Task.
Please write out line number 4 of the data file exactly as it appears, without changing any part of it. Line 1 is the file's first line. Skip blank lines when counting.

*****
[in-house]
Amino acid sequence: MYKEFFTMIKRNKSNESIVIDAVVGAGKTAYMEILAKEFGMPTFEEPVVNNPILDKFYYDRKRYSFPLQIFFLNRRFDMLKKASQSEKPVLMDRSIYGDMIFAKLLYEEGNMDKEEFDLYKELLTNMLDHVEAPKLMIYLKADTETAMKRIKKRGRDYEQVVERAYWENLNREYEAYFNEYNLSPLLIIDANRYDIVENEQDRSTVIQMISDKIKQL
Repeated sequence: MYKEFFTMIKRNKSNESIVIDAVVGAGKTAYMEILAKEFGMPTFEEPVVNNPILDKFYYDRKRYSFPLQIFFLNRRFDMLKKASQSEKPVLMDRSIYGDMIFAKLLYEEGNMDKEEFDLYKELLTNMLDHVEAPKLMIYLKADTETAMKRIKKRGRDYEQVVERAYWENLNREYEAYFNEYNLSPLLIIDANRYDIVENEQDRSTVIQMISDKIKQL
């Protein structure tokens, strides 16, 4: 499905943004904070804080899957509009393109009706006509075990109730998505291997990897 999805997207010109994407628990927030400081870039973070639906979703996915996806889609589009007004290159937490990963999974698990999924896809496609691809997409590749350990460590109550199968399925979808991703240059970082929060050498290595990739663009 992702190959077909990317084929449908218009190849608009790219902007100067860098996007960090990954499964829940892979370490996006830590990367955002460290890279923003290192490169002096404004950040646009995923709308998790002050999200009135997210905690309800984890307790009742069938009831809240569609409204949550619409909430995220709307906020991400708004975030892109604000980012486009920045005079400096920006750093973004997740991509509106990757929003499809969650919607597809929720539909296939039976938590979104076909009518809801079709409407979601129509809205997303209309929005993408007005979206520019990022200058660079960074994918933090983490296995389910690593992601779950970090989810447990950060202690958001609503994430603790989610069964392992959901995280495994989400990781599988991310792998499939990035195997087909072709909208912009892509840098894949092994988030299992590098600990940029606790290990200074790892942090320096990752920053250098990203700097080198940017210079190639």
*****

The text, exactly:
């Protein structure tokens, strides 16, 4: 499905943004904070804080899957509009393109009706006509075990109730998505291997990897 999805997207010109994407628990927030400081870039973070639906979703996915996806889609589009007004290159937490990963999974698990999924896809496609691809997409590749350990460590109550199968399925979808991703240059970082929060050498290595990739663009 992702190959077909990317084929449908218009190849608009790219902007100067860098996007960090990954499964829940892979370490996006830590990367955002460290890279923003290192490169002096404004950040646009995923709308998790002050999200009135997210905690309800984890307790009742069938009831809240569609409204949550619409909430995220709307906020991400708004975030892109604000980012486009920045005079400096920006750093973004997740991509509106990757929003499809969650919607597809929720539909296939039976938590979104076909009518809801079709409407979601129509809205997303209309929005993408007005979206520019990022200058660079960074994918933090983490296995389910690593992601779950970090989810447990950060202690958001609503994430603790989610069964392992959901995280495994989400990781599988991310792998499939990035195997087909072709909208912009892509840098894949092994988030299992590098600990940029606790290990200074790892942090320096990752920053250098990203700097080198940017210079190639």